Seriously. We presume that some of the more mean-spirited conservative Christians would never want to be treated the way they treat certain other types of people, that their “problem,” if you will, begins and ends with simple hypocrisy. But we don’t know that. And if that presumption is wrong, some other, more complex possibilities open up for understanding how and why these groups and individuals like Ted Haggard function the way they do.

Put another way, maybe simple hypocrisy ain’t always so simple.

For example, suppose that on some level, quite possibly subconsciously, these folks act as they do because doing so will generate a negative response. Jesus warned his followers they would be cursed and reviled for his sake, but that was in a time and place where his teachings were subversive and were viewed as threatening on any number of levels. If, however, you live in a time and place where your faith is, to a greater or lesser degree, shared by almost all your countrymen, does the lack of being cursed and reviled somehow reflect negatively on you, on your faith? And if it does … or if you think it does … how, then, do you get around that paradox? Perhaps by using your beliefs as a club with which to assault your fellow children of God, knowing, then, that their response will fulfill Jesus’ prophesy.

There’s also the possibility that these folks treat people the way they want to be treated because their self-loathing is so great that they see it as their due. Perhaps their poor self-esteem is because they harbor certain secrets — homosexuality, addiction, whatever — that their faith and background lead them to see as horrible sins, even more horrible than the norm. And so they judge others harshly, knowing (again, perhaps subconsciously) they will be judged harshly in return and believing they deserve no better.

Arthur Dimmesdale, Hester Prynne’s clerical paramour in Nathaniel Hawthorne’s The Scarlet Letter, damned himself for a sinner before his flock. He was telling them a literal truth they chose to understand nonliterally, with the result that they praised him all the more. Perhaps if he had damned his congregation instead of himself, he would have received the condemnation he so desperately craved.

A little guilt, like a little ego, can make you better, even save your life. But too much of either will kill you. And Haggard’s spiritual death, metaphoric though it is, is no less devastating to those closest to him. Ironically, for many Americans, doing a little crank and boffing the occasional rentboy are no more sinful than having an overdue library book. But Haggard and many conservative Christians like him appear to suffer from the delusion, or vanity, or narcissism, that their sins are so much worse than everyone else’s that they must do whatever they can to engender condemnation worse than anything anyone else goes through. Problem is, the only one way to engender that level of condemnation involves innocent third parties. How many openly gay Americans might be living happier lives these days if closeted gays like Ted Haggard hadn’t devoted so much time, money and spirit to making their lives less happy so as to conform to their own grotesque parody of Christ’s second great commandment?

Monday, November 6, 2006 7:57 am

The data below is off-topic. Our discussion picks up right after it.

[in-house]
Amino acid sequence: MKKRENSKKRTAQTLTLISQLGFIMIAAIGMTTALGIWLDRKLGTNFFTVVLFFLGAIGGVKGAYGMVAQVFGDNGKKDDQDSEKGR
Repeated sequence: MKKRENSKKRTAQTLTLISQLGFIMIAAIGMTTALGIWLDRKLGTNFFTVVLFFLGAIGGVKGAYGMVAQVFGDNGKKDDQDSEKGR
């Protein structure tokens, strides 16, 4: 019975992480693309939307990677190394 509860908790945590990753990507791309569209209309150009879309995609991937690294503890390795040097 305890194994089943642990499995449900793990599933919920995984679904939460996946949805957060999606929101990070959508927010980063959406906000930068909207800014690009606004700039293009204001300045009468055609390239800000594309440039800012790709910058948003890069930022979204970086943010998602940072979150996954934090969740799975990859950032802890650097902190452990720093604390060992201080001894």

Tigers 2, Shakers 0; Tigers 4, Hot Shots 0

Filed under: Tigers — Lex @ 7:57 am

Victoria missed the Sunday game (a makeup of the recent rain-out), but Herb has the quick summary. In short, they finally put it all together for the last two games, playing like the team they’d been capable of being all along. And it’s no disrespect to the Shakers to say that the final in that game should have been more like 6-1 — the Tigers got off some excellent shots that just missed.

V., last night: “Oh, no! No soccer ’til spring! Daddy, what am I gonna do?” (Actually, she’ll be playing in an indoor league for much of the winter … just not with most of the Tigers.)

Sunday, November 5, 2006 5:07 pm

Call CSI

Filed under: Ew. — Lex @ 5:07 pm

I don’t want to talk about the late unpleasantness here at Casa Correr* except to say that, as bad as bleach smells, it’s a definite improvement. But I wouldn’t be the nerd I am if I didn’t mention that in cleaning up one of the bathrooms just now, I saw something that I have never seen before, despite having cleaned way too many bathrooms in my life: splash patterns that are only explainable in terms of Einsteinian physics. Not to put too fine a point on it, if splashback from the toilet bowl were traveling through the person being ill before splattering upon the wall behind him/her, the splash patterns would make sense. Otherwise? Not so much.

Just thought you should know. We now return you to the usual, slightly less sickening, nonsense.

(*”correr” = , in Spanish, “to run,” which, if you drink a couple of beers and squint hard, bears some relationship to this blog’s title and, albeit coincidentally, to the subject of this post)

More housekeeping administrivia

Filed under: Fun — Lex @ 2:44 pm

After Fec Stench alerted me that one of my comments had been inadvertently trapped in his spam filter, I thought I’d better do something I hadn’t done since moving over to WordPress: check its spam filter, Akismet, to see if any honest commenters here were being similarly snagged.

Well, any honest commenters within the past 15 days, inasmuch as Akismet automatically deletes everything it flags as spam after 15 days, whether it’s really spam or not.

So, 3,000+ comments later, I can say that 1) no honest comments have been caught; 2) no HUMAN comments have been caught; and 3) I am now the world’s leading expert on porn spam, for which I think I ought to get something nice — a T-shirt, at least.